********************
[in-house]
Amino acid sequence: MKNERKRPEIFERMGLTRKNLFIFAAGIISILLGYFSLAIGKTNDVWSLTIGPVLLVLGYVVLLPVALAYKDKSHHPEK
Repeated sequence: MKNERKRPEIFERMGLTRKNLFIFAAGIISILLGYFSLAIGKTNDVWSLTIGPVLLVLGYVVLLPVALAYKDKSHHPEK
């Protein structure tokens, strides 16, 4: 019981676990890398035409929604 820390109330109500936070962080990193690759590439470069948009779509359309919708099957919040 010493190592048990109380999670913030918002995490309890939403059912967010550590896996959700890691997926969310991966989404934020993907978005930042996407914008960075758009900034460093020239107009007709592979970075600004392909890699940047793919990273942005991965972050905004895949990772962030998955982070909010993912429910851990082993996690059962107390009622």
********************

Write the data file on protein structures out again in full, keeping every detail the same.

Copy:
[in-house]
Amino acid sequence: MKNERKRPEIFERMGLTRKNLFIFAAGIISILLGYFSLAIGKTNDVWSLTIGPVLLVLGYVVLLPVALAYKDKSHHPEK
Repeated sequence: MKNERKRPEIFERMGLTRKNLFIFAAGIISILLGYFSLAIGKTNDVWSLTIGPVLLVLGYVVLLPVALAYKDKSHHPEK
């Protein structure tokens, strides 16, 4: 019981676990890398035409929604 820390109330109500936070962080990193690759590439470069948009779509359309919708099957919040 010493190592048990109380999670913030918002995490309890939403059912967010550590896996959700890691997926969310991966989404934020993907978005930042996407914008960075758009900034460093020239107009007709592979970075600004392909890699940047793919990273942005991965972050905004895949990772962030998955982070909010993912429910851990082993996690059962107390009622």